13. You Don't Have To Mean It: That's none other than Ronnie Wood playing the syncopated reggae rhythm on the piano! This fits much better in the flow of this live set than it does on a rock 'n roll record. The horns give this contemporary reggae number a Tex-Mex feel, of all things. The performance is well done.
Yes I check it out
God bless you all, huh
B-Stage walking music. There is no bridge coming out of the stage for this show. Just a quick trot down the cat-walk.
Well, it's nice to see this end of the building
I'll tell you that
Let's have a look
I ride it rough and ready
14. Little Queenie: Last played on the 1973 Tour of Australia. This is the best b-stage sound I've heard. There is a sound quality loss on the b-stage in the stadiums, even if you are on the "floor" 15 feet from the stage. Not the case here. The audience sings along on the chorus.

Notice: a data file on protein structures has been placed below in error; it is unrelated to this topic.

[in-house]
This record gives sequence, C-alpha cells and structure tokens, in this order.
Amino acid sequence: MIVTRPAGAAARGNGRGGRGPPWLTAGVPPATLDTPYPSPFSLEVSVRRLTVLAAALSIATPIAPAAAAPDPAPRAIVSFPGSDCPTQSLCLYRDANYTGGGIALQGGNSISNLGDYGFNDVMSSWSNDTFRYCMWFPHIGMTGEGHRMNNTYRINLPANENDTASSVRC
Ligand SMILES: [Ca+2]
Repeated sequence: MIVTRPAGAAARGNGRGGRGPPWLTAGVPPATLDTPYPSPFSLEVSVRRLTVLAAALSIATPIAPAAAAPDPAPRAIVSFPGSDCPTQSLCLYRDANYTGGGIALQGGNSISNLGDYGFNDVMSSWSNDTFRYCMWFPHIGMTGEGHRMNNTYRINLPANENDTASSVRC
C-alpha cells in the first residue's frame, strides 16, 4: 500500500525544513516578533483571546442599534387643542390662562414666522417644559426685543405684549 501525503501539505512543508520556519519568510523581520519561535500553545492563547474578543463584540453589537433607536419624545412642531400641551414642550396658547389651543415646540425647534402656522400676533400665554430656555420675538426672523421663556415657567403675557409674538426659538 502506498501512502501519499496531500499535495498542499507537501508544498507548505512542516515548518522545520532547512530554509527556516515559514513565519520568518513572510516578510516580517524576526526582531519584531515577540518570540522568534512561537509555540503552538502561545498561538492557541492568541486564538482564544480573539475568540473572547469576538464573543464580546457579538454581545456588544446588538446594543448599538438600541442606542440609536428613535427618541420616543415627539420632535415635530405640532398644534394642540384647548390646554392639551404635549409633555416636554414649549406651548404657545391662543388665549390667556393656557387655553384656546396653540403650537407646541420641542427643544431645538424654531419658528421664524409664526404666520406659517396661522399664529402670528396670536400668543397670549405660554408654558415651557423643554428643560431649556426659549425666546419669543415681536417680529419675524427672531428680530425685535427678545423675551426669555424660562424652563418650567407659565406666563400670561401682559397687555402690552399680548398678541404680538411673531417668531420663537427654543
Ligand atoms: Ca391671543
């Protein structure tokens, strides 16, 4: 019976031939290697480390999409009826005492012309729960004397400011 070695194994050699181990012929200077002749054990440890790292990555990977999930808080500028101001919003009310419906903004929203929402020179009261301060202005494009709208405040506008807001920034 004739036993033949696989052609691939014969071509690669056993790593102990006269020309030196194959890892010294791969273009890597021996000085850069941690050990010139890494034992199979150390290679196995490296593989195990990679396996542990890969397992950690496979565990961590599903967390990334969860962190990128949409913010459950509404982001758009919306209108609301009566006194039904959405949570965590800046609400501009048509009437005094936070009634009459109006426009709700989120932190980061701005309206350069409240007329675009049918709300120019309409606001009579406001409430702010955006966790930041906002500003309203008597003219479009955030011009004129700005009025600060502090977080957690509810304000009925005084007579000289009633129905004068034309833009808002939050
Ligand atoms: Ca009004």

15. The Last Time: The guitars and drums are in sync., and the place is rocking to the sound of this great tune revived once again for our listening enjoyment.
Thank you very much, you go
I just want you to understand
That to tell you it's really been the world for us
Coming down on Las Vegas
You loose all the money that you earn... and often
16. You Got Me Rocking: The audience claps to the unmistakable beat. The song doesn't seem as much like the contrived rocker that came across in 1994. The hey hey's become one giant chorus in the small arena as the crowd participates in the show. Ronnie plays the slide.